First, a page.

identifying our faulty logic and automatic ideas (such as pessimistic or
self-critical thoughts) as well as developing new and better ways of
thinking or coping, etc.
(4) If none of the forgetting, behavioral, and cognitive techniques
have worked after a couple of months of daily effort, then an effort to
gain insight into the persistence of the upsetting
memory/thoughts/feelings is another choice. Chapter 15 concentrates
on self-understanding, including uncovering needs and motivations
that one has not been aware of. Just reading and understanding other
cases similar to yours could be helpful. But when one seeks new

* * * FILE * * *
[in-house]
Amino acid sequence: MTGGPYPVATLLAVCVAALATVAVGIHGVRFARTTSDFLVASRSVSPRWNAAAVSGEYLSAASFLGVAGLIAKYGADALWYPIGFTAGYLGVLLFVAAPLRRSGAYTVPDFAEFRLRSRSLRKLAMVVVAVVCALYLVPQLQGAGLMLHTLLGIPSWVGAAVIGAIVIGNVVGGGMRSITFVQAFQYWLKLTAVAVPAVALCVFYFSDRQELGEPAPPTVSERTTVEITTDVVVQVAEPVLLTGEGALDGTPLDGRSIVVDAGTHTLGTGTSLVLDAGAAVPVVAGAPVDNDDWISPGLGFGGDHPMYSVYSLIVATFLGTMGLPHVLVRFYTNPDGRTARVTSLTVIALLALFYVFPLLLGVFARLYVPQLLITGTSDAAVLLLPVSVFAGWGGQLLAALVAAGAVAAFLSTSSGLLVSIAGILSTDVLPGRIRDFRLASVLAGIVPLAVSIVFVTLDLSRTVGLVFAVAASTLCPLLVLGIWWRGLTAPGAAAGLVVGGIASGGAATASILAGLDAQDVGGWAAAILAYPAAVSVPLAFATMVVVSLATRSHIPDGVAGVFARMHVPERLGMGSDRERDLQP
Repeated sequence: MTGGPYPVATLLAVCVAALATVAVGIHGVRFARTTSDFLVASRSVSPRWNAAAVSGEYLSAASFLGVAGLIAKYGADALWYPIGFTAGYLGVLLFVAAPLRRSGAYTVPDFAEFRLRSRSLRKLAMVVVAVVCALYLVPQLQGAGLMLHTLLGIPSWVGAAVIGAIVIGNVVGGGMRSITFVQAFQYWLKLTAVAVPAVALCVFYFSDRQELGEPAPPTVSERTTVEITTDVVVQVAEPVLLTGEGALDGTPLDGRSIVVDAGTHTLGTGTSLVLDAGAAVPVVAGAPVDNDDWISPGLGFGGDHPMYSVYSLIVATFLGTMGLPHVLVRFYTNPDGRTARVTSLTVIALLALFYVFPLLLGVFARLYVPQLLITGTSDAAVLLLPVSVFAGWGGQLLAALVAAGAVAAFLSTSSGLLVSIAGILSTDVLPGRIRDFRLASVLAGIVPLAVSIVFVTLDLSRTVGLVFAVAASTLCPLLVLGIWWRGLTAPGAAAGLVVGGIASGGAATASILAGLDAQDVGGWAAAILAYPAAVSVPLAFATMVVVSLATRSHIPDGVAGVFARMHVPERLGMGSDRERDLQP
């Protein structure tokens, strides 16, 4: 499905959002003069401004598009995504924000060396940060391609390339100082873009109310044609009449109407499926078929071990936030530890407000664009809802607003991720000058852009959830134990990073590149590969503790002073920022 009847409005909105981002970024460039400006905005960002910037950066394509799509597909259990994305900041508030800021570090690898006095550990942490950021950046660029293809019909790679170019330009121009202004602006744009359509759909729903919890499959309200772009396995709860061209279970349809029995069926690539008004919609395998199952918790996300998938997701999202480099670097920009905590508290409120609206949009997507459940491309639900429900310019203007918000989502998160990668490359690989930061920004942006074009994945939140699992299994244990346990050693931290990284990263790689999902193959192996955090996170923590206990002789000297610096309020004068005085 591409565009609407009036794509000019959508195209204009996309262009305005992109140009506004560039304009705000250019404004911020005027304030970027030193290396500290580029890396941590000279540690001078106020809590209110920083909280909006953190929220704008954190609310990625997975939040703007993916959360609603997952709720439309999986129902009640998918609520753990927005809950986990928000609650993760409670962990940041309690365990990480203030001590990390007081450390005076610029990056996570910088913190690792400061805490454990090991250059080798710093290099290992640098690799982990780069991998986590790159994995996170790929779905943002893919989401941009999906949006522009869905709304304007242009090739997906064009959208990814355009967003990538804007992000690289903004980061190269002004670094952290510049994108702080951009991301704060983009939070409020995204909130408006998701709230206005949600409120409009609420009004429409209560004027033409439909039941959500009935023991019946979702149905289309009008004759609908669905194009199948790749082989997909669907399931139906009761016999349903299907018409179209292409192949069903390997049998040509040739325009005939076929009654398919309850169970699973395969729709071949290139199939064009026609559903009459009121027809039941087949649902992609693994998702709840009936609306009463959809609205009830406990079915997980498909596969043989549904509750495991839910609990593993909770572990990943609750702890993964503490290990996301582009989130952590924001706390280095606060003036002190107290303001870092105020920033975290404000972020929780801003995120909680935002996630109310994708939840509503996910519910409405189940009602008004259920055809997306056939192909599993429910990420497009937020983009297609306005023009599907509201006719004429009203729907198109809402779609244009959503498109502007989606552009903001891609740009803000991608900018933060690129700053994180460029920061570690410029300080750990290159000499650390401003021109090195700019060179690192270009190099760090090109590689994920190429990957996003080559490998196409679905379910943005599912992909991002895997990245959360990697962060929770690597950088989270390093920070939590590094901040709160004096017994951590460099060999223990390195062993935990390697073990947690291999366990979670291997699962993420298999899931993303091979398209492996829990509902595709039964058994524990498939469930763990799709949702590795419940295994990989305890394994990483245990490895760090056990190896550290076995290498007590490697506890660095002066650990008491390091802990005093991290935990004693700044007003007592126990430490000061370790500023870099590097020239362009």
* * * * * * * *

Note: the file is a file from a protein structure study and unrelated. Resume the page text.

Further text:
insight, the usual and best approach is to see a therapist specializing
in the kind of stress or trauma that you have experienced. In one form
or another, insight therapy seeks to establish an absolutely safe place
where all thoughts, feelings, needs, wishes... can be explored and
disclosed to the therapist (and yourself). Obviously, this is not a quick
fix...count on it taking months. Moreover, considering the typical
therapist's fee is $100 a session or more and that many people are not
covered by insurance, long-term psychotherapy is not a practical
solution for many people.
References cited in this chapter are listed in the Bibliography (see
link on the book title page). Please note that references are on pages
according to the first letter of the senior author's last name (see
alphabetical links at the bottom of the main Bibliography page).